As we’re talking, Blair asks me to call back in half an hour. His workers have found a car with a bad vehicle ID number in their storage unit. Before he goes through with the auction, he’ll need to do an extensive lead check on the car to ensure it actually belongs to the tenant. In case anything goes wrong, he has a $2 million liability policy.

Even with such extensive coverage, Blair’s company ensures that each potential facility client complies with all lien laws imposed by the state. While the auctioneer obviously can’t dictate in-house rules at any self-storage facility, Blair recommends owners establish a workable company policy that is both compliant with state law and easy for anyone to understand. Getting a handle on the fluid nature of lien law can be difficult, so Blair suggests that new facility operators seek out their state self-storage association to network with experienced owners about common policies and concerns.

After all is said and done, storage auctions are necessary to maintain the flow of business. Blair recalls working with a storage facility that refused to hold auctions, years ago. After 60 delinquent tenants and multiple bank loans, the company finally went under.

“The storage facilities just want to be able to pay their bills,” Blair said.

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  • Columbus Storage

    We have a small storage facility and we hardly have auctions. Most of the time we can work it out with the tenant. However, if they disappear and leave stuff in the unit, we don’t have a choice, but to auction it off. Most of the time we hardly recover the rent owed.

    • idontknowmyname

      i wouldn’t doubt it.. i think you will get more customers when your honest about making sure you do what you can to get an agreement worked out with the tenants then they can go and tell people how you helped.. but i am sure you get an auction that no one bids because it is just trash bags.. if i ever own a storage unit i will get all the info from the tenants and thier licens and ssn so i can make sure they know i can take action if they leave trash there for 3 months and here i would be for 3 months having no income and also have no one bid.. i would make sure they pay for the time i had it there, the clean up,court fees etc …by taking them to court to show them i will not play that game.. i would also include that info in my contract since only the crooked people would be the ones that had to worry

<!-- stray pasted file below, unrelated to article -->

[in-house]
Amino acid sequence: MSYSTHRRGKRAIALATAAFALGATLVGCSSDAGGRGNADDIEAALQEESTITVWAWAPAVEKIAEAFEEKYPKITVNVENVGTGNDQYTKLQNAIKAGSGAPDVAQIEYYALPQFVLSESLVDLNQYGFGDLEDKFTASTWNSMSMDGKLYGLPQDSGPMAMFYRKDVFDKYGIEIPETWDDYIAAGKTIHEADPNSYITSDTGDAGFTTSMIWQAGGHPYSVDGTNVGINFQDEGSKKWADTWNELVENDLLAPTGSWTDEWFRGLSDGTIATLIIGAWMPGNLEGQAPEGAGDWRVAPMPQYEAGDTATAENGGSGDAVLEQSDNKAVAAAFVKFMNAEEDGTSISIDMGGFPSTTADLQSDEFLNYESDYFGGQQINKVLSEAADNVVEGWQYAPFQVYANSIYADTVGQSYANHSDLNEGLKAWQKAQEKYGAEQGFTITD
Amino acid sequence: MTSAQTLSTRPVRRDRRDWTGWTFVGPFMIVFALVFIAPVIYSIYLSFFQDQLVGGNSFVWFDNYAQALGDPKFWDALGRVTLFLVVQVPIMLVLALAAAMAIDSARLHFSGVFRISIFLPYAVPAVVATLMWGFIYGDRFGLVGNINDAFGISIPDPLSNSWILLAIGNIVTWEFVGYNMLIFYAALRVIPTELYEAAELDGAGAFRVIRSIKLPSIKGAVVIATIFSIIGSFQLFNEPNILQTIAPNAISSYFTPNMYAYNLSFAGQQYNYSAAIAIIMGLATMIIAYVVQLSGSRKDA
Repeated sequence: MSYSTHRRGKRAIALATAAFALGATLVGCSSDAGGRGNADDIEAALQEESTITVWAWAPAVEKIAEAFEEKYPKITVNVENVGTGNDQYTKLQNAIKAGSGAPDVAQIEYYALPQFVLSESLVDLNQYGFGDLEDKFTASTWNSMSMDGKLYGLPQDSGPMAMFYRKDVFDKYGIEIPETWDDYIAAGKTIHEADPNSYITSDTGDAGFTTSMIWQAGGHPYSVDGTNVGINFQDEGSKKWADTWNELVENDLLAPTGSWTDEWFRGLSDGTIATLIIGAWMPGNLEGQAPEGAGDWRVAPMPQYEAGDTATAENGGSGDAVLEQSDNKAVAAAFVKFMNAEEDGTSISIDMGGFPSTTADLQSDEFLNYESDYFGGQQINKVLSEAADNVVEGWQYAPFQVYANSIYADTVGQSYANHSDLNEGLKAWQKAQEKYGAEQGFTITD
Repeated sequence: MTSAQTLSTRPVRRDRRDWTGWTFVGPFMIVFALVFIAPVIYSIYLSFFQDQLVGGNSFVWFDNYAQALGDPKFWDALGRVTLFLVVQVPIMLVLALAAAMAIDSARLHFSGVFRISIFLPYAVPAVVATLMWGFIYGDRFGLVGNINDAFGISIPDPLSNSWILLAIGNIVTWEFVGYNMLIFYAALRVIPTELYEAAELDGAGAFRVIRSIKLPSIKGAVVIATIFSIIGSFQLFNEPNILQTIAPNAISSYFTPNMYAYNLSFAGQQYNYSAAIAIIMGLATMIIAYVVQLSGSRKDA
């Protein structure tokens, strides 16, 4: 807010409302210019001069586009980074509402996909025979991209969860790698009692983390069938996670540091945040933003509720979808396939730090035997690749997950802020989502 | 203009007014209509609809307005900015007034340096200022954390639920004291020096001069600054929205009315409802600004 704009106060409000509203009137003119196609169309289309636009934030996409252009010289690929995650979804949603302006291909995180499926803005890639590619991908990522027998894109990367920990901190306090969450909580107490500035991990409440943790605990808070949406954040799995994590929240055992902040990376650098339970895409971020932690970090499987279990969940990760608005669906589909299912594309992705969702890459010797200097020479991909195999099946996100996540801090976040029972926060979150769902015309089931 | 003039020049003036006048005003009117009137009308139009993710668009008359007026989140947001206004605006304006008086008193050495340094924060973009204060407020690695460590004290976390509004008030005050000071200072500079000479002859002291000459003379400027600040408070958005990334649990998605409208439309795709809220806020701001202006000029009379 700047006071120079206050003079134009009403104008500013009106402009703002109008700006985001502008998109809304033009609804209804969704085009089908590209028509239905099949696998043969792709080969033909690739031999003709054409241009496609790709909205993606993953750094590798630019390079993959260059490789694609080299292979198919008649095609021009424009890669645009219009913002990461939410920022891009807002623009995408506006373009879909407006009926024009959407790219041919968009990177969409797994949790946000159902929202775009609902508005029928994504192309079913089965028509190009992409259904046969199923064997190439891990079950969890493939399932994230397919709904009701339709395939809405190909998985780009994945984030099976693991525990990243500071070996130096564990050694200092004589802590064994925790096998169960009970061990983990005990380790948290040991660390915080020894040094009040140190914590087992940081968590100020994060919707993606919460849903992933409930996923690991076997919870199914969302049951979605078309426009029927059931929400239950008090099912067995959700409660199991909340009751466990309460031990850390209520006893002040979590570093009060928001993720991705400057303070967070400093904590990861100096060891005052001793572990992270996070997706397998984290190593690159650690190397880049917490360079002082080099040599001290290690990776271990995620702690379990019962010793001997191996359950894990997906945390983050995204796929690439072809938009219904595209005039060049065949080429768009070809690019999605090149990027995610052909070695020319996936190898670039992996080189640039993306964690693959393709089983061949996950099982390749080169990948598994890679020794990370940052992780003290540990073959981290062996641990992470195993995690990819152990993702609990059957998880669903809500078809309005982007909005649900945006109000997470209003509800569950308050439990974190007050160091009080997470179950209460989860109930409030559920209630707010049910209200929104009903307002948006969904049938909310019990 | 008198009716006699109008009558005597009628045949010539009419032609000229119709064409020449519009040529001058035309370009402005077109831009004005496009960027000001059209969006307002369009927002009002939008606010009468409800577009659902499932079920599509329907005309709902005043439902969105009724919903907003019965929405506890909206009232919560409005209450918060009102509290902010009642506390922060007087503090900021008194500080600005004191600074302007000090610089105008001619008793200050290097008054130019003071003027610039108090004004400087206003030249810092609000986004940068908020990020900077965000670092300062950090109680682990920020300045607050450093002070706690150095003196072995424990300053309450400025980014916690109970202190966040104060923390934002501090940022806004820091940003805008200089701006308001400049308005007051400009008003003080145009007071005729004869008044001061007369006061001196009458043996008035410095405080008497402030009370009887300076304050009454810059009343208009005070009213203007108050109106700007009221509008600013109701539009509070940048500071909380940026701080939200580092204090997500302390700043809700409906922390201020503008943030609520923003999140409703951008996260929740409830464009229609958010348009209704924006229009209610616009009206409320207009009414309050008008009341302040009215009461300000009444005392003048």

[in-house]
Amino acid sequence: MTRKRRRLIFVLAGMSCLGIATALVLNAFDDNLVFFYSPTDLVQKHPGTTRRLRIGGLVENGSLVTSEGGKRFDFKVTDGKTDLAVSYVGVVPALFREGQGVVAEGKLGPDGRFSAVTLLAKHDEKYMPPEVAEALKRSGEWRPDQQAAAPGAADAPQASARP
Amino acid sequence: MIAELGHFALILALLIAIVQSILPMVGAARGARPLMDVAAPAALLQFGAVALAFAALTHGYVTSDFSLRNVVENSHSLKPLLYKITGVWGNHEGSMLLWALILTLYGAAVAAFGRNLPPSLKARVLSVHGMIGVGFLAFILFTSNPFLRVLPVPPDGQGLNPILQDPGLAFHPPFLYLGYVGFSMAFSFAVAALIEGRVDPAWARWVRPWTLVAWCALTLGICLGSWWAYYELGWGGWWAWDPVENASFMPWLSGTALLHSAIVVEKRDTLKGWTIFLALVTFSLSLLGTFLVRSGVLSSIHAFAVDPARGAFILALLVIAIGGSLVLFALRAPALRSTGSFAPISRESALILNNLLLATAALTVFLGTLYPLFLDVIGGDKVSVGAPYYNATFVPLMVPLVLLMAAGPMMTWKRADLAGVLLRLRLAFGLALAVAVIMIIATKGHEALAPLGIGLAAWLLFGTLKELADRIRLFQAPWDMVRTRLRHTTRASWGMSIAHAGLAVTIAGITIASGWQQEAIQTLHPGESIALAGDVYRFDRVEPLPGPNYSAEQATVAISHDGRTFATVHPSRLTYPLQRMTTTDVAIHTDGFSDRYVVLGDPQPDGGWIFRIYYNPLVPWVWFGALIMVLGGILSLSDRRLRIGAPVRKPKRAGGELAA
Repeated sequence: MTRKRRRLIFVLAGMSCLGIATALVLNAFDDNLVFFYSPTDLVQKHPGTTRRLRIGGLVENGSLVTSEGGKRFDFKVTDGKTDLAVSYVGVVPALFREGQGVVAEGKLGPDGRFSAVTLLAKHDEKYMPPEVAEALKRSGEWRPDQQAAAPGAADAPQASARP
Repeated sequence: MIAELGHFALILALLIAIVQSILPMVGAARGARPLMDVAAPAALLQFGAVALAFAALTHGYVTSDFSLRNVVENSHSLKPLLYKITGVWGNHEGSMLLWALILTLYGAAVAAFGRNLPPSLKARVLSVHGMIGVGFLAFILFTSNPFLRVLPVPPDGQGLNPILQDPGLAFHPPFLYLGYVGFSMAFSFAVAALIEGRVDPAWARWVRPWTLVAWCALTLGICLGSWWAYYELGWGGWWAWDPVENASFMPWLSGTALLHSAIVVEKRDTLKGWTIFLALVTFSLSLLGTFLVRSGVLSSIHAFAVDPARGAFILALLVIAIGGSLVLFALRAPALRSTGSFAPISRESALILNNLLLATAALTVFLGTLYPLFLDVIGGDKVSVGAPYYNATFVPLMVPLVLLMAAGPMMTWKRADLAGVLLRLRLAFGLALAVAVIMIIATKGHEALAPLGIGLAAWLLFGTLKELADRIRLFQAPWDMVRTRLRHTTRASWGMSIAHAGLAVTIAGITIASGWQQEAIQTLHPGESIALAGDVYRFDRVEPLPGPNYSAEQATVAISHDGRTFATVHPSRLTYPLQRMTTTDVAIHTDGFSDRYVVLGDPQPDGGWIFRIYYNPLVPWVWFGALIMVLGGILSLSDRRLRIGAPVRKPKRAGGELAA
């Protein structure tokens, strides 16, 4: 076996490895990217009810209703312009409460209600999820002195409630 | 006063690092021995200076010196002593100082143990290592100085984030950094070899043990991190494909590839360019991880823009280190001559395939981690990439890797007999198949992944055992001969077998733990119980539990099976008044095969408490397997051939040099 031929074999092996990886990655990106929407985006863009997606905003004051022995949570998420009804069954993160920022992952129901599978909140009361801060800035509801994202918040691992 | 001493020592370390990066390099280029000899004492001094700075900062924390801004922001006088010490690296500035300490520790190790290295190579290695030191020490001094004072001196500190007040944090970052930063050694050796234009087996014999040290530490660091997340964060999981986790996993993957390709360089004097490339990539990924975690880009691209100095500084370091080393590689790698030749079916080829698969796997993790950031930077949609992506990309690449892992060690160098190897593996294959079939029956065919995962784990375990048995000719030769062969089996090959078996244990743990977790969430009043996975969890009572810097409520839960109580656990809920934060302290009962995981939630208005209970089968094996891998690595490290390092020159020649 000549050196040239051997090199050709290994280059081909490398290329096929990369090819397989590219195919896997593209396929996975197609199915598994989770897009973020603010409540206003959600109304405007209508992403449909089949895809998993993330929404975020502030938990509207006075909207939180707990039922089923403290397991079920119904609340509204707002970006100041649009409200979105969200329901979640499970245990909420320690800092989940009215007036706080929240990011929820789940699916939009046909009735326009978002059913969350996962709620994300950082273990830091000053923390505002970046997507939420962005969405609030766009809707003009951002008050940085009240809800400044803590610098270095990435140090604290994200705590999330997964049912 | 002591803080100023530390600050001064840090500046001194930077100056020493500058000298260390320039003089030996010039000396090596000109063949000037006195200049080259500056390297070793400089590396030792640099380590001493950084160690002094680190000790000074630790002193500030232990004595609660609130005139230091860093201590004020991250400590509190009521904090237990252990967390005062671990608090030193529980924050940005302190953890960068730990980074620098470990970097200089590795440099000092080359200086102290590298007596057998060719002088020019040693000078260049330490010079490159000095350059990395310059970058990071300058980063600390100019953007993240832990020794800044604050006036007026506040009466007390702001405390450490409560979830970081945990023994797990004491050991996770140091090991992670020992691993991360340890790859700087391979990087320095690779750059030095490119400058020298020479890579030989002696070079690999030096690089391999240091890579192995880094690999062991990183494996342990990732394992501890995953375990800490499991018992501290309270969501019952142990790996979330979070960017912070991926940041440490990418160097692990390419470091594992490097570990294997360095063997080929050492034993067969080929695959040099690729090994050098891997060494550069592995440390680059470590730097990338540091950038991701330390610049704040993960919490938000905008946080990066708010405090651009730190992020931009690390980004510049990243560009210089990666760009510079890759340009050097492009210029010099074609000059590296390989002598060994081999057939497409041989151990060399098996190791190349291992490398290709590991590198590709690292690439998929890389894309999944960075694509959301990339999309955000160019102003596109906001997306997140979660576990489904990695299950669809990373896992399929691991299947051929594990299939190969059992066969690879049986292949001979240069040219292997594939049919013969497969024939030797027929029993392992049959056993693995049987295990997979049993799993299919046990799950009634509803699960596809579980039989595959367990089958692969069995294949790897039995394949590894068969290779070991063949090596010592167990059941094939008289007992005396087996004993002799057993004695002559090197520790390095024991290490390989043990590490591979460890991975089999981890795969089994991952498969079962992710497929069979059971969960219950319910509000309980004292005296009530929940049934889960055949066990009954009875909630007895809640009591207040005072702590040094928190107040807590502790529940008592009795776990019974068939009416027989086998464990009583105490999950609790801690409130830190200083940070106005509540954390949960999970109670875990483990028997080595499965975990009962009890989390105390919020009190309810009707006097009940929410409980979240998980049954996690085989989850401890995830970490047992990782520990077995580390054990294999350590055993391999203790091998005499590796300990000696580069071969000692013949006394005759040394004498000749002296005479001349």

• John

      You must be one of the rare honest storage facility owners. My experience is that storage facilities raid the lockers before putting them up for auctions more than half the time. Since the owners of the contents rarely attend the auctions, nobody ever finds out.

  • Riverton Self Storage

    We generally do not have many storage unit auctions at our facility, but we get tons of inquiries about them. It is amazing how many more questions we have been getting about self storage unit auctions since the auction television show came on.

    • Wegotstuffstore

      That is because your not that big, and you have paying tenants… And as far as inquiries.. Because everybody is looking for the GOLD RUSH !!!

      • mom-of-3